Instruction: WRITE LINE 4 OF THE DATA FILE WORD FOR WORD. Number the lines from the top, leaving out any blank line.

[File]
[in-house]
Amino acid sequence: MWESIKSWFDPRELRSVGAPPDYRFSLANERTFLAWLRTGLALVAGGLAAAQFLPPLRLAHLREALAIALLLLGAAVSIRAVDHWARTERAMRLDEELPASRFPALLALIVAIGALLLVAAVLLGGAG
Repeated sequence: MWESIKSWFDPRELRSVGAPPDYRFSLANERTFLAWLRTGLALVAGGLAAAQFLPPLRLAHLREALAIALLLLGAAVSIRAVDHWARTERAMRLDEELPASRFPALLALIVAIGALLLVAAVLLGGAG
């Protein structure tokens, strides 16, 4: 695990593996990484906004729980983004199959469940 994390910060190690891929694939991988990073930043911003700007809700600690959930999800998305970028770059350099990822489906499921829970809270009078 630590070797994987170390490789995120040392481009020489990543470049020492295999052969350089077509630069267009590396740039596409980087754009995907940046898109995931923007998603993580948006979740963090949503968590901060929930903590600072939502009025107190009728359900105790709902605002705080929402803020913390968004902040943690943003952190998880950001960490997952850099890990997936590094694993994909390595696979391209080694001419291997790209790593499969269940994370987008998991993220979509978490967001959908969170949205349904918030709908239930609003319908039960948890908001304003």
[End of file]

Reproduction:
């Protein structure tokens, strides 16, 4: 695990593996990484906004729980983004199959469940 994390910060190690891929694939991988990073930043911003700007809700600690959930999800998305970028770059350099990822489906499921829970809270009078 630590070797994987170390490789995120040392481009020489990543470049020492295999052969350089077509630069267009590396740039596409980087754009995907940046898109995931923007998603993580948006979740963090949503968590901060929930903590600072939502009025107190009728359900105790709902605002705080929402803020913390968004902040943690943003952190998880950001960490997952850099890990997936590094694993994909390595696979391209080694001419291997790209790593499969269940994370987008998991993220979509978490967001959908969170949205349904918030709908239930609003319908039960948890908001304003």